Sub-section 2 of proposed section” 107 is apparently designed to nullify another tax-saving device but its application will extend to many perfectly bona fide cases. The effect appears, to be to restrict the section 107 rebate to dividends paid on such shares as. were, the subject of supposed distributions of undistributed profits of preceding years. In cases where capital is increased anomalies and complications will arise when previously taxed profits are distributed. If . the increased capital is of the same class, for example, ordinary shares, as the shares the subject of the supposed distribution, the identification of shares, the dividends on which are subject to rebate, and shares, the dividends on which are not rebatable, will be most complicated. Where the distribution is made from the taxed profits of several years the complications will be acute. Since the Companies Act and the usual Articles of Association prohibit discriminatory treatment between holders of the same class of share it will follow inevitably that a proportion of the rebate to which shareholders are equitably entitled will be lost. It is suggested that the amendment would avoid this result.
– That covers my point.
.- The Leader of the Australian Country party (Mr. Fadden) is near the mark this time. When the proposed new section was under consideration the draftsman considered the very wording that the right honorable gentleman has suggested, but the wordingwas finally discarded for a good reason. As the right honorable gentleman has stated, proposed new section 107 (2.) is designed to nullify a method that has been employed for the avoidance of taxation. In the course of the drafting of the sub-section; consideration was given by the draftsmen to the proposal expressed in the amendment proposed by the right honorable member. The provision was not expressed in that form, however, as it was considered that the avoidance of taxation could be continued. It wouldbe open to a company to attach specialrights and privileges to shares which were not attached to other shares of the same class. The disabilities to which reference has been made when fresh capital is brought into the company may be avoided by utilizing the taxfree reserves prior to calling for fresh capital. After a thorough examination of the proposed sub-section I do not think any injustice will be inflicted on bona fide companies. The Government is unable to accept the amendment.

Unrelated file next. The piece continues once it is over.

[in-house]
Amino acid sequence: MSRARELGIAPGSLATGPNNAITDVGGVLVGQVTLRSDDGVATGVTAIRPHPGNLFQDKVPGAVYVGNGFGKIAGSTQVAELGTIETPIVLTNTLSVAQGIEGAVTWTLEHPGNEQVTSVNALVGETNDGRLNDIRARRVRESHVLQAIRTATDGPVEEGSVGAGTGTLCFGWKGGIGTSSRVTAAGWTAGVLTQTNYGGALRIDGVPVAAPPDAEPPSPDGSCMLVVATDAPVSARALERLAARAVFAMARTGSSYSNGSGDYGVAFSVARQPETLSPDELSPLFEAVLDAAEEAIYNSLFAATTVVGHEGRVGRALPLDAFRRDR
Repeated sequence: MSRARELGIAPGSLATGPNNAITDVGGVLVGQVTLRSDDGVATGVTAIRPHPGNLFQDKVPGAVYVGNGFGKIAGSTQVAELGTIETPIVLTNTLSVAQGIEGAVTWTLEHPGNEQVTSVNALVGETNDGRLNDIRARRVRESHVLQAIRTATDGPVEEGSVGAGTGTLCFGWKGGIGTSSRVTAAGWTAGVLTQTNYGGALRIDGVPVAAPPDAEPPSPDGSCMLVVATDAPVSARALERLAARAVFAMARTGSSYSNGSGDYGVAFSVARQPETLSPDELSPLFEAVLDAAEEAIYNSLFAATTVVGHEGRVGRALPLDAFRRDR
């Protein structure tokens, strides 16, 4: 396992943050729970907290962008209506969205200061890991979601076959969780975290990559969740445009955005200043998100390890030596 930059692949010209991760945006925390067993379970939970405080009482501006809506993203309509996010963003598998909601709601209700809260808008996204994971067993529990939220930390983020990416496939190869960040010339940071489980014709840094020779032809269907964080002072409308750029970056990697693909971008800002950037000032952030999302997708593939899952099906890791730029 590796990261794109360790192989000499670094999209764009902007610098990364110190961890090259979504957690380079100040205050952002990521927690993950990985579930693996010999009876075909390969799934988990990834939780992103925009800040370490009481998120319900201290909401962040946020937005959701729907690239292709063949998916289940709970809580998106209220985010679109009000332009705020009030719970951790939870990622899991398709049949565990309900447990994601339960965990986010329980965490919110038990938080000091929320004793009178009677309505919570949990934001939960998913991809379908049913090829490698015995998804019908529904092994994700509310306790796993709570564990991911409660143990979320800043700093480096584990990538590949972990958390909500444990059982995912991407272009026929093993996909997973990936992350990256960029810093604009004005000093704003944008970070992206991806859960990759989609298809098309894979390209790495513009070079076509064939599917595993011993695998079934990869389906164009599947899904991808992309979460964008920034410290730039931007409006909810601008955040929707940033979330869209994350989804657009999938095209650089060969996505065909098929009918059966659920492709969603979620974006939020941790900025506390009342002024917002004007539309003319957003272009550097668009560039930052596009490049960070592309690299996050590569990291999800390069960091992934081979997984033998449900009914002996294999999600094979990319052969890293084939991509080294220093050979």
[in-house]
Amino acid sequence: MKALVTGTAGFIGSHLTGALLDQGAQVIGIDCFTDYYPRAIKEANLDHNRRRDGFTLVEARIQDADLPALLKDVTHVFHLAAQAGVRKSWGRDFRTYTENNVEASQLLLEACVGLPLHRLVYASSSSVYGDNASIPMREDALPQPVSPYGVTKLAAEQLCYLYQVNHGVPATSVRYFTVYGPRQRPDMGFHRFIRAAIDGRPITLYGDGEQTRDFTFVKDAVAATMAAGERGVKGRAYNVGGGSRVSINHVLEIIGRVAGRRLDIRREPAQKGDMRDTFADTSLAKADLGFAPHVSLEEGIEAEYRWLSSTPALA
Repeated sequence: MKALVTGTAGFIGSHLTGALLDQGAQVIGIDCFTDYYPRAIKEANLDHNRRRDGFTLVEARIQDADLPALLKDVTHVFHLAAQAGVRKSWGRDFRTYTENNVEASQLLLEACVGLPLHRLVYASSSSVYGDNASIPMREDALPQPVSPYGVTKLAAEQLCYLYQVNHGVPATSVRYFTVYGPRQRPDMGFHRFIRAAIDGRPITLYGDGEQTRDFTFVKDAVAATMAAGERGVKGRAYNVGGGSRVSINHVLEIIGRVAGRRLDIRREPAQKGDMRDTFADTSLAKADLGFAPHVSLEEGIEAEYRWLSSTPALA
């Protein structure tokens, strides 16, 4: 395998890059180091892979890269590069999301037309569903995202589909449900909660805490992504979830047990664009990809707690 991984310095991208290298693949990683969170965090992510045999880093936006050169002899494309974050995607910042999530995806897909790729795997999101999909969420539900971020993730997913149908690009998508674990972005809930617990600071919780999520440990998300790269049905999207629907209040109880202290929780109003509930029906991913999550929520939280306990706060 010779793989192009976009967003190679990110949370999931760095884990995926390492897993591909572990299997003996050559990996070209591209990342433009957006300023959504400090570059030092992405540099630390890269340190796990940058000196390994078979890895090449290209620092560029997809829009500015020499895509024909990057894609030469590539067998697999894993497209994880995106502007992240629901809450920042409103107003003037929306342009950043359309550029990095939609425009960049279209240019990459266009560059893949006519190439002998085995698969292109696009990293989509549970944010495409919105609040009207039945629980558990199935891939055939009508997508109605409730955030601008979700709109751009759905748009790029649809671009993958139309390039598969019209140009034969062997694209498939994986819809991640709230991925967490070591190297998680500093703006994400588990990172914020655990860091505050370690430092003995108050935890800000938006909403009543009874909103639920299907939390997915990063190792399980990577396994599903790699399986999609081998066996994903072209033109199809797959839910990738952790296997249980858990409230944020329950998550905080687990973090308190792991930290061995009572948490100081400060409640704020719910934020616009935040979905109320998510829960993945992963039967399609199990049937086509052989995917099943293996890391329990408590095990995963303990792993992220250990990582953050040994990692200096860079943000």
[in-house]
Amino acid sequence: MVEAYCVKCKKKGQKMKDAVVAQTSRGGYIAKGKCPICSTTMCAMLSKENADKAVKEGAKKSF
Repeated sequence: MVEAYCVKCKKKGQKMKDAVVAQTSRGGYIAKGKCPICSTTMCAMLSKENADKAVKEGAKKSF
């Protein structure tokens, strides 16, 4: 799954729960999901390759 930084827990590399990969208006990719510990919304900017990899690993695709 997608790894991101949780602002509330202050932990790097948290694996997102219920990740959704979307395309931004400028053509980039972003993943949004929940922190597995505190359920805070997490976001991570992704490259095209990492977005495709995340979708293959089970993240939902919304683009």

.- What does the Minister (Mr. Dedman) say about the illustration that I gave of the effect of the clause which will result in shares that under the law cannot be discriminated against having a different value on the share market? How does he propose to avoid that ?
– The shares cannot be identified.
– Of course not. The desire of the Government to circumvent tax avoidance could be given effect toby the amendment moved by the Leader of the Australian Country party (Mr. Fadden). If. the Minister accepts the amendment, it will protect the position in respect of which I have given the illustration, and will so avoid discrimination between shares of equal value.
Clause agreed to.
Section one hundred and sixty of the Principal Act is amended -
by omitting from paragraph (e) of sub-section (2.) the word “ Twenty “ and inserting in its stead the word “ Thirty “ :
Section proposed to be amended - 160.- (2.) The amounts in respect of which a rebate of tax shall be allowed under the last preceding sub-section shall be -
Amendment (by Mr. Dedman) agreed to-
That, after paragraph (a) the following paragraph be inserted: - “(aa) by inserting in paragraph(g) of sub-section (2.), after the word Australia’ (wherever occurring), the words ‘ or the Territory of New Guinea’;”.
.- This clause proposes to disallow any rebate of tax in respect of payments for social services. Section 160 (2.) (f) of the Income Tax
Assessment Act allows a rebate of tax on up to £100 a year in respect to amounts paid to life insurance companies or to a superannuation fund, or to sustentation, widows’ or orphans’ funds. The Treasurer has frequently stated that the 1s. 6d. in the £1 charged for social services contributions is not taxation, and on taxation assessment notices it is shown separately as the social services contribution. He has sought to justify the imposition of the flat rate of1s. 6d. in the £1, whether a person’s income is £500 or £5,000, by the same contention, that it is not tax, but a contribution to a social services fund from which the contributor would derive benefit. However, he is now facing in the opposite direction, and denying men on the lower incomes the benefit of this deduction. But he continues to allow a rebate in respect of the £100 life insurance premium that men on the larger incomes can afford to pay. As will be seen, the rebate is allowable for payments to a “ sustentation “ fund. As child endowment, unemployment payments and the like are paid out of the National WelfareFund, for whichthe contributions are appropriated from the Consolidated Revenue, it would seem beyond doubt that the rebate, in default of this amendment, would be allowable. Actually, when the national insurance scheme was in contemplation, the bill was so framed as to allow a deduction in respect of payments made to the national insurance fund. If this amendment were not introduced into this clause everybody making the contribution for social services would be entitled to a rebate. This clause is being put in to deprive them of that, while still allowing up to £100 a year to those who, because they are in a better financial position, are able to pay for life insurance. I point out that when the national insurance scheme was in contemplation in this Parliament the section providing for that rebate was so framed as to allow a reduction in regard to payments made to the national insurance fund. The Government, by this amendment, now deliberately takes away that benefit which would accrue to a large body of salary and wage earners, but still allows the benefit to a very limited number of people who can afford to pay £100 a year for life insurance.